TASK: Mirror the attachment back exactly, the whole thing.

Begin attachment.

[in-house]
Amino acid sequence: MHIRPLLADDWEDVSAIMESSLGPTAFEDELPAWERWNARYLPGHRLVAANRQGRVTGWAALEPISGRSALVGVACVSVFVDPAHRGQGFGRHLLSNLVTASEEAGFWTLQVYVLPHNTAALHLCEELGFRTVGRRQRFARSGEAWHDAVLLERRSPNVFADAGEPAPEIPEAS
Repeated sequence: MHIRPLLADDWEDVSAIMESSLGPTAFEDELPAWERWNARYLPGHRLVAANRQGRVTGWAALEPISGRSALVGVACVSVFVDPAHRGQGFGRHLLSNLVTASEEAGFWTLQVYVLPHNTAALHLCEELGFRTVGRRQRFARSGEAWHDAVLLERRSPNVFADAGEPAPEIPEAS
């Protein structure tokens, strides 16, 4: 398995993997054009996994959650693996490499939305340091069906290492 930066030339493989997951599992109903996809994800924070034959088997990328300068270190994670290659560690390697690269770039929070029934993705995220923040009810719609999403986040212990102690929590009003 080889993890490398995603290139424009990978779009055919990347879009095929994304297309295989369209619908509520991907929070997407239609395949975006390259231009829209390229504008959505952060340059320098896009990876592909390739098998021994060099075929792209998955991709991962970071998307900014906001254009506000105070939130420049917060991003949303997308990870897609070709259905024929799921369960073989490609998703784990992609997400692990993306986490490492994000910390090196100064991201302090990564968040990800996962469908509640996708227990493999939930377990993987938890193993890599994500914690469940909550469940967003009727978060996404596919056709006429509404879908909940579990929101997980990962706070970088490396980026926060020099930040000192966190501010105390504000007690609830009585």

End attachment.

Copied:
[in-house]
Amino acid sequence: MHIRPLLADDWEDVSAIMESSLGPTAFEDELPAWERWNARYLPGHRLVAANRQGRVTGWAALEPISGRSALVGVACVSVFVDPAHRGQGFGRHLLSNLVTASEEAGFWTLQVYVLPHNTAALHLCEELGFRTVGRRQRFARSGEAWHDAVLLERRSPNVFADAGEPAPEIPEAS
Repeated sequence: MHIRPLLADDWEDVSAIMESSLGPTAFEDELPAWERWNARYLPGHRLVAANRQGRVTGWAALEPISGRSALVGVACVSVFVDPAHRGQGFGRHLLSNLVTASEEAGFWTLQVYVLPHNTAALHLCEELGFRTVGRRQRFARSGEAWHDAVLLERRSPNVFADAGEPAPEIPEAS
């Protein structure tokens, strides 16, 4: 398995993997054009996994959650693996490499939305340091069906290492 930066030339493989997951599992109903996809994800924070034959088997990328300068270190994670290659560690390697690269770039929070029934993705995220923040009810719609999403986040212990102690929590009003 080889993890490398995603290139424009990978779009055919990347879009095929994304297309295989369209619908509520991907929070997407239609395949975006390259231009829209390229504008959505952060340059320098896009990876592909390739098998021994060099075929792209998955991709991962970071998307900014906001254009506000105070939130420049917060991003949303997308990870897609070709259905024929799921369960073989490609998703784990992609997400692990993306986490490492994000910390090196100064991201302090990564968040990800996962469908509640996708227990493999939930377990993987938890193993890599994500914690469940909550469940967003009727978060996404596919056709006429509404879908909940579990929101997980990962706070970088490396980026926060020099930040000192966190501010105390504000007690609830009585």